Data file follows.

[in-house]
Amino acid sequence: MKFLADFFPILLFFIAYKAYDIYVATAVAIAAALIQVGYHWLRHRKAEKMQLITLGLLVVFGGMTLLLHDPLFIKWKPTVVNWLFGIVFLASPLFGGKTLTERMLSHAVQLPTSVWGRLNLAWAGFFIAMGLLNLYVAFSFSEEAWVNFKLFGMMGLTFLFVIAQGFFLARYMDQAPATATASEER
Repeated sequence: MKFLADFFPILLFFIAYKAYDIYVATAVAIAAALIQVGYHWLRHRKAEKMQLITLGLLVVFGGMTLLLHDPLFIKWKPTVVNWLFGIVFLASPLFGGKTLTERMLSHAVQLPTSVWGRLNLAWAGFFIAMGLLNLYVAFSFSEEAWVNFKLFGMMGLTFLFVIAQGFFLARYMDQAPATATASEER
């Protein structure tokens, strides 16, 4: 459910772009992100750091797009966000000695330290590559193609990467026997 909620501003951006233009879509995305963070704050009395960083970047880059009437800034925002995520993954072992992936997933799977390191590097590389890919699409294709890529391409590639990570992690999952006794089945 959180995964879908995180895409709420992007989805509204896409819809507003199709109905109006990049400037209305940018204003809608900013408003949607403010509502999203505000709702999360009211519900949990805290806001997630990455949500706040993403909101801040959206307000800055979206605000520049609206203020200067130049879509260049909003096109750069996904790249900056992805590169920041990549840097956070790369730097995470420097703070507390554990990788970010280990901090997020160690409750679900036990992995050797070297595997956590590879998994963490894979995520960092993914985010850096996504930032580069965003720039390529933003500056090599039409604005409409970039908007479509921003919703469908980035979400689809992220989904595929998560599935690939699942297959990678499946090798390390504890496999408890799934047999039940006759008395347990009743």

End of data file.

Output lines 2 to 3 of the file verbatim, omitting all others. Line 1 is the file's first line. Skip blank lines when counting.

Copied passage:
Amino acid sequence: MKFLADFFPILLFFIAYKAYDIYVATAVAIAAALIQVGYHWLRHRKAEKMQLITLGLLVVFGGMTLLLHDPLFIKWKPTVVNWLFGIVFLASPLFGGKTLTERMLSHAVQLPTSVWGRLNLAWAGFFIAMGLLNLYVAFSFSEEAWVNFKLFGMMGLTFLFVIAQGFFLARYMDQAPATATASEER
Repeated sequence: MKFLADFFPILLFFIAYKAYDIYVATAVAIAAALIQVGYHWLRHRKAEKMQLITLGLLVVFGGMTLLLHDPLFIKWKPTVVNWLFGIVFLASPLFGGKTLTERMLSHAVQLPTSVWGRLNLAWAGFFIAMGLLNLYVAFSFSEEAWVNFKLFGMMGLTFLFVIAQGFFLARYMDQAPATATASEER